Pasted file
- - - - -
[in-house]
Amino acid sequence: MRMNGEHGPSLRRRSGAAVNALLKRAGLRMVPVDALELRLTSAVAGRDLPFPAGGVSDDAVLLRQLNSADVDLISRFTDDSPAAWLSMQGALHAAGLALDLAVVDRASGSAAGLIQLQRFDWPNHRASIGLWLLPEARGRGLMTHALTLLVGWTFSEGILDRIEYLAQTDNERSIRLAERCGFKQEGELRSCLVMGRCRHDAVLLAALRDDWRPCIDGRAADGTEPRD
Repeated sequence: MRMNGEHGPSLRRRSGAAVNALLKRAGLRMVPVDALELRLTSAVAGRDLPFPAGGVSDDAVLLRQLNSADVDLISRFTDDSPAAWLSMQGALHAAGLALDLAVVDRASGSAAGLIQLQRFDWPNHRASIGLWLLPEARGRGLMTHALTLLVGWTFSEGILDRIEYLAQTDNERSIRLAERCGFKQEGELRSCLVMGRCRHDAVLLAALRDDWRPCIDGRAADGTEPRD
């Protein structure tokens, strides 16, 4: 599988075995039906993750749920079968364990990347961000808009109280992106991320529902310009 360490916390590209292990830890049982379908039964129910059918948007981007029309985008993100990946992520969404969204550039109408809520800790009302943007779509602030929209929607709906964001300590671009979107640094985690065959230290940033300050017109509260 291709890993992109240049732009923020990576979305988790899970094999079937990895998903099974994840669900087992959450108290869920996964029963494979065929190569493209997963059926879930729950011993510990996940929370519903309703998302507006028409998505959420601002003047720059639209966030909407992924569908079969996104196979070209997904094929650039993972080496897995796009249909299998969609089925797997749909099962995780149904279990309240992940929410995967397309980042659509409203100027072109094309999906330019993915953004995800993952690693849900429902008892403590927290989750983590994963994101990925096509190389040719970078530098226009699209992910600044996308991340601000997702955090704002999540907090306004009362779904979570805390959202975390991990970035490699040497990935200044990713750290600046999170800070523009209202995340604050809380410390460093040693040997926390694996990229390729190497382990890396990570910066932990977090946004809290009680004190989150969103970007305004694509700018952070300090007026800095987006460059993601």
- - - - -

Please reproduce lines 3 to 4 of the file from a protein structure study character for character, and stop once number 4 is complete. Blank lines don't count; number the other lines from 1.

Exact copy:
Repeated sequence: MRMNGEHGPSLRRRSGAAVNALLKRAGLRMVPVDALELRLTSAVAGRDLPFPAGGVSDDAVLLRQLNSADVDLISRFTDDSPAAWLSMQGALHAAGLALDLAVVDRASGSAAGLIQLQRFDWPNHRASIGLWLLPEARGRGLMTHALTLLVGWTFSEGILDRIEYLAQTDNERSIRLAERCGFKQEGELRSCLVMGRCRHDAVLLAALRDDWRPCIDGRAADGTEPRD
């Protein structure tokens, strides 16, 4: 599988075995039906993750749920079968364990990347961000808009109280992106991320529902310009 360490916390590209292990830890049982379908039964129910059918948007981007029309985008993100990946992520969404969204550039109408809520800790009302943007779509602030929209929607709906964001300590671009979107640094985690065959230290940033300050017109509260 291709890993992109240049732009923020990576979305988790899970094999079937990895998903099974994840669900087992959450108290869920996964029963494979065929190569493209997963059926879930729950011993510990996940929370519903309703998302507006028409998505959420601002003047720059639209966030909407992924569908079969996104196979070209997904094929650039993972080496897995796009249909299998969609089925797997749909099962995780149904279990309240992940929410995967397309980042659509409203100027072109094309999906330019993915953004995800993952690693849900429902008892403590927290989750983590994963994101990925096509190389040719970078530098226009699209992910600044996308991340601000997702955090704002999540907090306004009362779904979570805390959202975390991990970035490699040497990935200044990713750290600046999170800070523009209202995340604050809380410390460093040693040997926390694996990229390729190497382990890396990570910066932990977090946004809290009680004190989150969103970007305004694509700018952070300090007026800095987006460059993601």